In addition to Jones's life in music, he was also interested in socio-political causes, including offering early (1955) support to Dr. Martin Luther King Jr. (1929-1968), and also supporting the NAACP, Jesse Jackson, and Nelson Mandela. He helped found the Institute for Black American Music, Chicago's Black Arts Festival, the Los Angeles-based Quincy Jones Workshops (which offered arts education to deprived inner-city youths), the nonprofit Quincy Jones Listen Up Foundation (which works to connect youths with education, culture, music, and technology), and the We Are the Future project (which attempts to offer children in poor and destabilized areas a sense of hope).

In recent years Jones's myriad accomplishments have won him numerous awards in various countries; honorary doctorates, degrees, and other recognitions from several schools (including Princeton, Harvard, the New England Conservatory, and, in May 1990, Seattle University); and inductions into various musical and historical Halls of Fame. Meanwhile, Warner Communications produced the biographical film, Listen Up: The Lives of Quincy Jones, in 1990, and, in 2001, he published his best-selling book, Q: The Autobiography of Quincy Jones. Around that same time, Jones visited Seattle's then-new music museum, the Experience Music Project (EMP), where the exhibit "Northwest Passage" spotlighted his Seattle roots in a gallery display that included his circa-1940s trumpet and rare photos he had offered on loan.

Jones also returned home to Seattle several other notable times. On March 12, 1983, his 50th birthday was celebrated at the grand Paramount Theatre (901 Pine Street) with performers including Ray Charles. And in March 2008, the Grand Opening week of Seattle's Northwest African American Museum (NAAM) was punctuated with a concert, held at the Paramount and featuring Ernestine Anderson (b. 1928), Carlos Santana, the Seattle Repertory Jazz Orchestra, the Garfield High band, and others, to celebrate Jones's 75th birthday and salute his career by awarding him NAAM's first "Lifetime Achievement Award." Prior to that show, Jones was feted at a press conference at Seattle's swanky Sorrento Hotel (900 Madison Street), where he fondly recalled his years attending Garfield. Later that year, on June 14th, Jones delivered the University of Washington's 133rd commencement keynote speech and received an honorary degree. On September 26, 2008, when Garfield High dedicated its new Quincy Jones Performing Arts Center, Jones was in attendance.

In October 2008 Quincy Jones's next book, The Complete Quincy Jones: My Journey & Passions -- Photos, Letters, Memories & More from Q's Personal Collection, was published, and 2010 saw the release of his album Q Soul Bossa Nostra. On April 18, 2013, Jones attended the 2013 Rock and Roll Hall of Fame awards show in Los Angeles, where he was honored with the Ahmet Ertegun Award for Lifetime Achievement and inducted into the Hall of Fame.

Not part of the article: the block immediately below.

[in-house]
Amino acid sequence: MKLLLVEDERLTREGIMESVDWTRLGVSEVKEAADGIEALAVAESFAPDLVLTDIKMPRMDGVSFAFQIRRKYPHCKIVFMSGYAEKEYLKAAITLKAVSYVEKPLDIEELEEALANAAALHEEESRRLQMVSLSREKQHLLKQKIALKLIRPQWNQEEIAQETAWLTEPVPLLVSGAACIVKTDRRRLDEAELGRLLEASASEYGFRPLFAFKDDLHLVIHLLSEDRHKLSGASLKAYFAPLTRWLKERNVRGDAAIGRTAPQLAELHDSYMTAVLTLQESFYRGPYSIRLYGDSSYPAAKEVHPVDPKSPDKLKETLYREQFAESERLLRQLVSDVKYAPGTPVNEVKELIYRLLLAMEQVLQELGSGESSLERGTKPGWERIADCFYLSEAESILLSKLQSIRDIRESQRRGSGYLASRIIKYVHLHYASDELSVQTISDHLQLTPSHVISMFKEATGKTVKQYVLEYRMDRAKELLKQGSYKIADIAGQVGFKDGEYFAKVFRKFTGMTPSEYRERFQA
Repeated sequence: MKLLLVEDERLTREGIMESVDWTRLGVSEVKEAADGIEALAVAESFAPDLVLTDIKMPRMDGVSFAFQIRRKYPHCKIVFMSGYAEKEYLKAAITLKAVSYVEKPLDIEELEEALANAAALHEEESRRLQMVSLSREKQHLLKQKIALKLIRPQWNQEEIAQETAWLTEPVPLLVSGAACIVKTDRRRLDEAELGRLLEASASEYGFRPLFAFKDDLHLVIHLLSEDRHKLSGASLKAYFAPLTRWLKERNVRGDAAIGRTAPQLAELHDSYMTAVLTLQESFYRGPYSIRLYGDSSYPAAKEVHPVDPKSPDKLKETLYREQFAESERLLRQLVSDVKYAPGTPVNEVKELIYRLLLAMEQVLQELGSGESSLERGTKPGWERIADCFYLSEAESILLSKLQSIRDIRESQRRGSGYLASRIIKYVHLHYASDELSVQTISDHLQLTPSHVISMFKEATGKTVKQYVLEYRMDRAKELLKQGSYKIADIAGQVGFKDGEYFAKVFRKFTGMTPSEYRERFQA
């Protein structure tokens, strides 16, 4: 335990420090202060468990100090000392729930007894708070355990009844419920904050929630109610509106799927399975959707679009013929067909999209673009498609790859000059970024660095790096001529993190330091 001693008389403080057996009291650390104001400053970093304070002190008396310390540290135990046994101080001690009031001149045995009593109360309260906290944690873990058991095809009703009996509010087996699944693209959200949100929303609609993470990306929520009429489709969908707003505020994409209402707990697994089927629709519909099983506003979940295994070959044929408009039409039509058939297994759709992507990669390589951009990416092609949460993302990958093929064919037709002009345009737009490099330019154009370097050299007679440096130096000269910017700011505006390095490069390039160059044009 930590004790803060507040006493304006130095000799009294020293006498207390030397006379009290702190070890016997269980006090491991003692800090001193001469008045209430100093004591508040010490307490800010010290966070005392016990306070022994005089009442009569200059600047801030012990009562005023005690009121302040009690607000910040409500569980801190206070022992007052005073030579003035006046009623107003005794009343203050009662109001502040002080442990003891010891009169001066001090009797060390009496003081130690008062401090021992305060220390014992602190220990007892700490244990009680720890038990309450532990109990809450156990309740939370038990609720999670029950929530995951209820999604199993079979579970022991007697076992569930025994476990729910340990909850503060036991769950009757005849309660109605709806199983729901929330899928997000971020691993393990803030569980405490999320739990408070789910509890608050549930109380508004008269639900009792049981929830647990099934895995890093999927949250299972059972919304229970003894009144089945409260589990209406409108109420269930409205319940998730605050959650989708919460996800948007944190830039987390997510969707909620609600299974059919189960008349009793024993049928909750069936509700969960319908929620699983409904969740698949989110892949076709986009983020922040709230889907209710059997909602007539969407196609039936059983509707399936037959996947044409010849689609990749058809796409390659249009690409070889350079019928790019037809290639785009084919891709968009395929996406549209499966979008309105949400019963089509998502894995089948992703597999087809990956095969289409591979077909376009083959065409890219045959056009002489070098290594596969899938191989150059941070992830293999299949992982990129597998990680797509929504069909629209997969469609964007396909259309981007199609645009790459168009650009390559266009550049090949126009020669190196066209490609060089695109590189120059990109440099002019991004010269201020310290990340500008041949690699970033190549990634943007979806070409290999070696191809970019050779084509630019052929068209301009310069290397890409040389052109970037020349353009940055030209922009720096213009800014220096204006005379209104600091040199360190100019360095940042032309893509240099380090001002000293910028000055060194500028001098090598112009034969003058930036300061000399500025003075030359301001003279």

Sources:

Peter Blecha interviews with Tom and Ellen Ogilvy, 1983, Floyd Standifer, 1984, Frank Roberts, 1998, Billy Tolles, 1993, Johnny Kerns, 2001, Gordy Lockhard, 2008, recordings and/or notes in possession of Peter Blecha, Seattle, Washington; "The Quintessential Artist," Academy of Achievement website accessed March 15, 2013 (http://www.achievement.org/autodoc/page/jon0int-1); Nelson George, Listen Up: The Lives of Quincy Jones (New York: Warner Books, 1990), 35; Quincy Jones, Q: The Autobiography of Quincy Jones (New York: Harlem Moon/Broadway Books, 2002); Quincy Jones, The Complete Quincy Jones: My Journey & Passions (San Rafael, CA: Insight Editions, 2008); Leo Handley, "Quincy Jones: Musical Prodigy Studies at Seattle University," undated Seattle University newspaper clipping, in The Complete Quincy Jones, above, 10; John Tuohy and Ed Becker, "The Legend of Tommy Roe," Rick Porrello's American Mafia website accessed March 15, 2013 (http://www.americanmafia.com/Feature_Articles_53.html); Ray Charles and David Ritz, Brother Ray: Ray Charles' Own Story (New York: Warner Books, 1979), 115; Michael Lydon, Ray Charles: Man and Music, uncorrected proof (New York: Riverhead Books, 1999), 57; Paul de Barros, Jackson Street After Hours: The Roots of Jazz in Seattle (Seattle: Sasquatch Books, 1993), 85, 101-102; "Seattle U. Jazz Band Sets Concerts," The Seattle Daily Times, April 27, 1950, p. 25; "COMING!" Trianon display ad, The Seattle Daily Times, August 30, 1951, p. 25; "About," Quincy Jones website accessed March 8, 2013 (http://www.quincyjones.com/about/); "Jazz for Curious Listeners: The Jazz World of Quincy Jones," National Jazz Museum in Harlem website accessed March 14, 2013 (http://www.jazzmuseuminharlem.org/archive.php?id=477); Mark Tutten, "Quincy Jones: The Beat Goes On," CNN website accessed March 15, 2013 (http://edition.cnn.com/2008/TRAVEL/11/04/quincy.biog/index.html); Paul de Barros, "Concert Mark's Quincy Jones' 75th birthday," The Seattle Times, March 17, 2008 (http://seattletimes.com/); "Quincy Jones," Rock and Roll Hall of Fame website accessed April 19, 2013 (http://rockhall.com/inductees/quincy-jones/).
Note: This essay was updated on March 16, 2016.